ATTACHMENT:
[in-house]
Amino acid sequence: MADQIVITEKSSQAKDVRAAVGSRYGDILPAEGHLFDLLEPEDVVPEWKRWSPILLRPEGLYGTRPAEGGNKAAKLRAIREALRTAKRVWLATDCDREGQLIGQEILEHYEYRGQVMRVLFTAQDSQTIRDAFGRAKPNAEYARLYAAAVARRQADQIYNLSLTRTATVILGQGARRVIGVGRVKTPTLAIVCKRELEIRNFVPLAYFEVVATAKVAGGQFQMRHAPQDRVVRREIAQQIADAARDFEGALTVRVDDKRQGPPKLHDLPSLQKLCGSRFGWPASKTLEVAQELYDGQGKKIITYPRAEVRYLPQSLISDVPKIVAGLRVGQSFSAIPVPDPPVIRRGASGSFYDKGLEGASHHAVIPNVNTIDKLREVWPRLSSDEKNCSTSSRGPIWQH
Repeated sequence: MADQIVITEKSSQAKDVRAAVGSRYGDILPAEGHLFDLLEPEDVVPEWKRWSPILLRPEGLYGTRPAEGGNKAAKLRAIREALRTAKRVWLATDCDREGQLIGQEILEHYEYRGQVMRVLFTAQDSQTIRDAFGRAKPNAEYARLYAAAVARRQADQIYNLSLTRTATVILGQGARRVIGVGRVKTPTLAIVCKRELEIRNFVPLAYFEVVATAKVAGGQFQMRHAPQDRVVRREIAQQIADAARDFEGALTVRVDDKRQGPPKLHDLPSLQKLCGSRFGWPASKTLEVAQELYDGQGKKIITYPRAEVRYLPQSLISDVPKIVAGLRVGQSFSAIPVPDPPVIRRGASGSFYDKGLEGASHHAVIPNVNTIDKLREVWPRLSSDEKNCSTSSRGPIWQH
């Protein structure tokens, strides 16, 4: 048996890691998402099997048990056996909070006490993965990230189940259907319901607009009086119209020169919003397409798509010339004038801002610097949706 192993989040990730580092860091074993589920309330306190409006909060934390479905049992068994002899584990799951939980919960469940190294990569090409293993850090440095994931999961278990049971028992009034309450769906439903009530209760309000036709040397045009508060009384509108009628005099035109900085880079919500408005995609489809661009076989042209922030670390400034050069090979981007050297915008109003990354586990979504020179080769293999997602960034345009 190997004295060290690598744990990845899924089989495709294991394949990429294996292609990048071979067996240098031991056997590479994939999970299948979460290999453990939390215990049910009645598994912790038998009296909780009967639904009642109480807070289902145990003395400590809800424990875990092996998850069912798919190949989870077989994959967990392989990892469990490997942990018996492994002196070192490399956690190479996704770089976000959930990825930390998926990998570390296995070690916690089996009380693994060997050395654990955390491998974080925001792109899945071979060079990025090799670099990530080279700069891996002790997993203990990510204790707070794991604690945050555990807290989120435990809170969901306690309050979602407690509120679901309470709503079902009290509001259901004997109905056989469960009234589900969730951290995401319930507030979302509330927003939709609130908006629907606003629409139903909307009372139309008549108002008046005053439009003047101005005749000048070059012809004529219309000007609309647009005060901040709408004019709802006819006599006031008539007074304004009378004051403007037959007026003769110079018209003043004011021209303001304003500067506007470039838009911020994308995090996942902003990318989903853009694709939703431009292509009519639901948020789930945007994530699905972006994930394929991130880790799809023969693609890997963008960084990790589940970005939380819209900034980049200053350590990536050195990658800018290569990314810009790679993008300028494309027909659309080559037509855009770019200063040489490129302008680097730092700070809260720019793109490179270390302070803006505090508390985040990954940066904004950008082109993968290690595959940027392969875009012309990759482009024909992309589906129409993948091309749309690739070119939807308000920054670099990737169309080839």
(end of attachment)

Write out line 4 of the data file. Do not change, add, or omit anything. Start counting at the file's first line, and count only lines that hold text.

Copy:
């Protein structure tokens, strides 16, 4: 048996890691998402099997048990056996909070006490993965990230189940259907319901607009009086119209020169919003397409798509010339004038801002610097949706 192993989040990730580092860091074993589920309330306190409006909060934390479905049992068994002899584990799951939980919960469940190294990569090409293993850090440095994931999961278990049971028992009034309450769906439903009530209760309000036709040397045009508060009384509108009628005099035109900085880079919500408005995609489809661009076989042209922030670390400034050069090979981007050297915008109003990354586990979504020179080769293999997602960034345009 190997004295060290690598744990990845899924089989495709294991394949990429294996292609990048071979067996240098031991056997590479994939999970299948979460290999453990939390215990049910009645598994912790038998009296909780009967639904009642109480807070289902145990003395400590809800424990875990092996998850069912798919190949989870077989994959967990392989990892469990490997942990018996492994002196070192490399956690190479996704770089976000959930990825930390998926990998570390296995070690916690089996009380693994060997050395654990955390491998974080925001792109899945071979060079990025090799670099990530080279700069891996002790997993203990990510204790707070794991604690945050555990807290989120435990809170969901306690309050979602407690509120679901309470709503079902009290509001259901004997109905056989469960009234589900969730951290995401319930507030979302509330927003939709609130908006629907606003629409139903909307009372139309008549108002008046005053439009003047101005005749000048070059012809004529219309000007609309647009005060901040709408004019709802006819006599006031008539007074304004009378004051403007037959007026003769110079018209003043004011021209303001304003500067506007470039838009911020994308995090996942902003990318989903853009694709939703431009292509009519639901948020789930945007994530699905972006994930394929991130880790799809023969693609890997963008960084990790589940970005939380819209900034980049200053350590990536050195990658800018290569990314810009790679993008300028494309027909659309080559037509855009770019200063040489490129302008680097730092700070809260720019793109490179270390302070803006505090508390985040990954940066904004950008082109993968290690595959940027392969875009012309990759482009024909992309589906129409993948091309749309690739070119939807308000920054670099990737169309080839």